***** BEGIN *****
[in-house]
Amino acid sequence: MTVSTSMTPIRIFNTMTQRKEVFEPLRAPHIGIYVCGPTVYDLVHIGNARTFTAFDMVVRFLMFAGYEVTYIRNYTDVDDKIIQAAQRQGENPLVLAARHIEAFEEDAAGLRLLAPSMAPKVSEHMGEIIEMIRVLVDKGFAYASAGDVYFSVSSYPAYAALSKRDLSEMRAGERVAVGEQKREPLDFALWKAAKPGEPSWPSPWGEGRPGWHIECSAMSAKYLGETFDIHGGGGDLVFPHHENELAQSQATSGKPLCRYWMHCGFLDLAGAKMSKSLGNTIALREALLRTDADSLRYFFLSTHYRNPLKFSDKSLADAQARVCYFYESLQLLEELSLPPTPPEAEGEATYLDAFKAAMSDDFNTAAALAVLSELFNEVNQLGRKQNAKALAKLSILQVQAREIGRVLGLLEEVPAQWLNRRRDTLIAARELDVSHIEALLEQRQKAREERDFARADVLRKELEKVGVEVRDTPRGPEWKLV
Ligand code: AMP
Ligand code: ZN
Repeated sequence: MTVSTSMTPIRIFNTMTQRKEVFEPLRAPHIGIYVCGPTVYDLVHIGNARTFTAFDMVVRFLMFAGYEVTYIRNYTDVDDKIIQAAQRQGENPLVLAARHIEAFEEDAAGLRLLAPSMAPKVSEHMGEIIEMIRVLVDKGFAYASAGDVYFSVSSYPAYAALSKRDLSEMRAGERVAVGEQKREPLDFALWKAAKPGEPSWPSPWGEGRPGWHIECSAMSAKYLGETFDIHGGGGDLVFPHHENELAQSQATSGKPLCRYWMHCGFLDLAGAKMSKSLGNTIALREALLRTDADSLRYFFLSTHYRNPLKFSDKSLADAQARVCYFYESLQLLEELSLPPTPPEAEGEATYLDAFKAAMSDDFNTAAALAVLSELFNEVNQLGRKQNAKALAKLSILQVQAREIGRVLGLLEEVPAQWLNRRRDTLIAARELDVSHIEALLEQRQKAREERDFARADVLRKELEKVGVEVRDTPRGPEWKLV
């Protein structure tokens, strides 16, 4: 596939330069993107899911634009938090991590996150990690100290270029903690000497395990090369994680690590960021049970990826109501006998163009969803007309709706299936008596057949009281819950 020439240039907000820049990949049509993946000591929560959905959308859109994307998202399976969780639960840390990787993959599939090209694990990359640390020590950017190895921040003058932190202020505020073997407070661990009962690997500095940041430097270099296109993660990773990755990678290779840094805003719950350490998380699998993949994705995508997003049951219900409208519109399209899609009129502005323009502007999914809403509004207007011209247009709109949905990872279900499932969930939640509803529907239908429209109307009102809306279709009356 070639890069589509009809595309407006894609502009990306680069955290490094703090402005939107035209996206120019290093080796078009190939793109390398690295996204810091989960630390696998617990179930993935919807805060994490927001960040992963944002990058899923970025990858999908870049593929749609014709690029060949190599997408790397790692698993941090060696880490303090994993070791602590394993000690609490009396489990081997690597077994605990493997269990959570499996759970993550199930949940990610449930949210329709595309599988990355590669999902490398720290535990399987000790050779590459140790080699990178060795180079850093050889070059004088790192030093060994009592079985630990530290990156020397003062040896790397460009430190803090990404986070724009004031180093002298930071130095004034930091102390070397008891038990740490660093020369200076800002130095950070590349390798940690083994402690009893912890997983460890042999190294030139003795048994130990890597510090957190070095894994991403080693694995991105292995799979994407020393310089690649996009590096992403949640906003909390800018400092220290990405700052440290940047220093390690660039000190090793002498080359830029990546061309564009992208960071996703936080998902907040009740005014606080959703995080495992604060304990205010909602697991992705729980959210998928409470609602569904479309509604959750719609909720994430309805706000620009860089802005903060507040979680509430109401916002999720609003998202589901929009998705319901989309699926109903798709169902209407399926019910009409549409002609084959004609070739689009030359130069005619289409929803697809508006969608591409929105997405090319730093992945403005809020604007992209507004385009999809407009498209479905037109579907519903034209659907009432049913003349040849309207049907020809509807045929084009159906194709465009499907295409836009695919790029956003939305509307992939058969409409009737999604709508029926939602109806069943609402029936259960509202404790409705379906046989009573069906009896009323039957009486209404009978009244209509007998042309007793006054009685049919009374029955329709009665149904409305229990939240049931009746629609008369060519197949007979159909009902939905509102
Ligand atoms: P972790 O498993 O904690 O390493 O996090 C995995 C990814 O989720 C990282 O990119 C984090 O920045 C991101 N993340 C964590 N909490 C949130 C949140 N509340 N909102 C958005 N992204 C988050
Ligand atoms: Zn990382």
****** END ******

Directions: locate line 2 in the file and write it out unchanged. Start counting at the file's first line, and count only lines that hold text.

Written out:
Amino acid sequence: MTVSTSMTPIRIFNTMTQRKEVFEPLRAPHIGIYVCGPTVYDLVHIGNARTFTAFDMVVRFLMFAGYEVTYIRNYTDVDDKIIQAAQRQGENPLVLAARHIEAFEEDAAGLRLLAPSMAPKVSEHMGEIIEMIRVLVDKGFAYASAGDVYFSVSSYPAYAALSKRDLSEMRAGERVAVGEQKREPLDFALWKAAKPGEPSWPSPWGEGRPGWHIECSAMSAKYLGETFDIHGGGGDLVFPHHENELAQSQATSGKPLCRYWMHCGFLDLAGAKMSKSLGNTIALREALLRTDADSLRYFFLSTHYRNPLKFSDKSLADAQARVCYFYESLQLLEELSLPPTPPEAEGEATYLDAFKAAMSDDFNTAAALAVLSELFNEVNQLGRKQNAKALAKLSILQVQAREIGRVLGLLEEVPAQWLNRRRDTLIAARELDVSHIEALLEQRQKAREERDFARADVLRKELEKVGVEVRDTPRGPEWKLV